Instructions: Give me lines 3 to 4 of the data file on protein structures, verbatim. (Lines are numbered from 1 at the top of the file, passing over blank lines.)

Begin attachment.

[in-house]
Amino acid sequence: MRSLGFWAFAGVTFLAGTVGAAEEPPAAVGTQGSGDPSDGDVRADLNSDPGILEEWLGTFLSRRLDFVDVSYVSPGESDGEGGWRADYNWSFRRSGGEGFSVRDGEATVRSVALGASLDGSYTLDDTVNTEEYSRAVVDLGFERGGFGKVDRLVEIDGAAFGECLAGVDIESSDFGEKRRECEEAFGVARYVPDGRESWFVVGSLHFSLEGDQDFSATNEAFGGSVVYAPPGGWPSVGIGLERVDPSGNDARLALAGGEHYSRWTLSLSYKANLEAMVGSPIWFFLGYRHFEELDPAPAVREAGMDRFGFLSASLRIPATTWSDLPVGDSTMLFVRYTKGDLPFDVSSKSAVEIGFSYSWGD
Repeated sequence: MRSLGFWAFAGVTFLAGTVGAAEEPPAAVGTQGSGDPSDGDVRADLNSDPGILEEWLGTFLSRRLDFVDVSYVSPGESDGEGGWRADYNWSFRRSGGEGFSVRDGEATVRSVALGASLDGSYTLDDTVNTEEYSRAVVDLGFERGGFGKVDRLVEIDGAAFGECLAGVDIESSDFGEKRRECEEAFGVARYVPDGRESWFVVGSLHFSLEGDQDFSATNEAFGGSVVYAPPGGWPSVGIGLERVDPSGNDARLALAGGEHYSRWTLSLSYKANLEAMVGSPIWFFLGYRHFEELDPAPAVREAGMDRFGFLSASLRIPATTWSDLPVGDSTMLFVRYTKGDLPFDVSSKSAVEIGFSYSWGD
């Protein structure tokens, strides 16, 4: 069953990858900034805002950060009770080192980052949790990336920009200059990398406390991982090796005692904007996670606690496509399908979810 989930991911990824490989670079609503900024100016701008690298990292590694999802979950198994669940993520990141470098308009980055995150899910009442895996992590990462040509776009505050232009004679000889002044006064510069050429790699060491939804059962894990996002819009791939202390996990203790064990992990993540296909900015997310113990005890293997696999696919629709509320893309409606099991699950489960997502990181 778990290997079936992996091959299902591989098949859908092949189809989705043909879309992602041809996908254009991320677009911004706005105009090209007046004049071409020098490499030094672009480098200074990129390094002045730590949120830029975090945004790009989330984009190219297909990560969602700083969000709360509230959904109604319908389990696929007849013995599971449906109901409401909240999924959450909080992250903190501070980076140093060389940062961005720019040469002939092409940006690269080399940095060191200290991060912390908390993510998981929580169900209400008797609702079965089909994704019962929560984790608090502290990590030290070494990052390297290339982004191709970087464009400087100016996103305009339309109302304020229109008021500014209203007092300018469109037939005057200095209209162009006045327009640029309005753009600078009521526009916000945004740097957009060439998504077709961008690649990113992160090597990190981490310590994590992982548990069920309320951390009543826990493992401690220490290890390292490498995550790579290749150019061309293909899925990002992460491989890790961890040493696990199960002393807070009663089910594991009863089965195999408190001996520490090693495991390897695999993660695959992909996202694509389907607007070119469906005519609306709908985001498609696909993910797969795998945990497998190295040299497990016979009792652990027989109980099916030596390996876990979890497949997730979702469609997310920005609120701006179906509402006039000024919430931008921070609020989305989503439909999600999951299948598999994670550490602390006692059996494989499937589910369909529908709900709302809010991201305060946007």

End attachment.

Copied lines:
Repeated sequence: MRSLGFWAFAGVTFLAGTVGAAEEPPAAVGTQGSGDPSDGDVRADLNSDPGILEEWLGTFLSRRLDFVDVSYVSPGESDGEGGWRADYNWSFRRSGGEGFSVRDGEATVRSVALGASLDGSYTLDDTVNTEEYSRAVVDLGFERGGFGKVDRLVEIDGAAFGECLAGVDIESSDFGEKRRECEEAFGVARYVPDGRESWFVVGSLHFSLEGDQDFSATNEAFGGSVVYAPPGGWPSVGIGLERVDPSGNDARLALAGGEHYSRWTLSLSYKANLEAMVGSPIWFFLGYRHFEELDPAPAVREAGMDRFGFLSASLRIPATTWSDLPVGDSTMLFVRYTKGDLPFDVSSKSAVEIGFSYSWGD
């Protein structure tokens, strides 16, 4: 069953990858900034805002950060009770080192980052949790990336920009200059990398406390991982090796005692904007996670606690496509399908979810 989930991911990824490989670079609503900024100016701008690298990292590694999802979950198994669940993520990141470098308009980055995150899910009442895996992590990462040509776009505050232009004679000889002044006064510069050429790699060491939804059962894990996002819009791939202390996990203790064990992990993540296909900015997310113990005890293997696999696919629709509320893309409606099991699950489960997502990181 778990290997079936992996091959299902591989098949859908092949189809989705043909879309992602041809996908254009991320677009911004706005105009090209007046004049071409020098490499030094672009480098200074990129390094002045730590949120830029975090945004790009989330984009190219297909990560969602700083969000709360509230959904109604319908389990696929007849013995599971449906109901409401909240999924959450909080992250903190501070980076140093060389940062961005720019040469002939092409940006690269080399940095060191200290991060912390908390993510998981929580169900209400008797609702079965089909994704019962929560984790608090502290990590030290070494990052390297290339982004191709970087464009400087100016996103305009339309109302304020229109008021500014209203007092300018469109037939005057200095209209162009006045327009640029309005753009600078009521526009916000945004740097957009060439998504077709961008690649990113992160090597990190981490310590994590992982548990069920309320951390009543826990493992401690220490290890390292490498995550790579290749150019061309293909899925990002992460491989890790961890040493696990199960002393807070009663089910594991009863089965195999408190001996520490090693495991390897695999993660695959992909996202694509389907607007070119469906005519609306709908985001498609696909993910797969795998945990497998190295040299497990016979009792652990027989109980099916030596390996876990979890497949997730979702469609997310920005609120701006179906509402006039000024919430931008921070609020989305989503439909999600999951299948598999994670550490602390006692059996494989499937589910369909529908709900709302809010991201305060946007």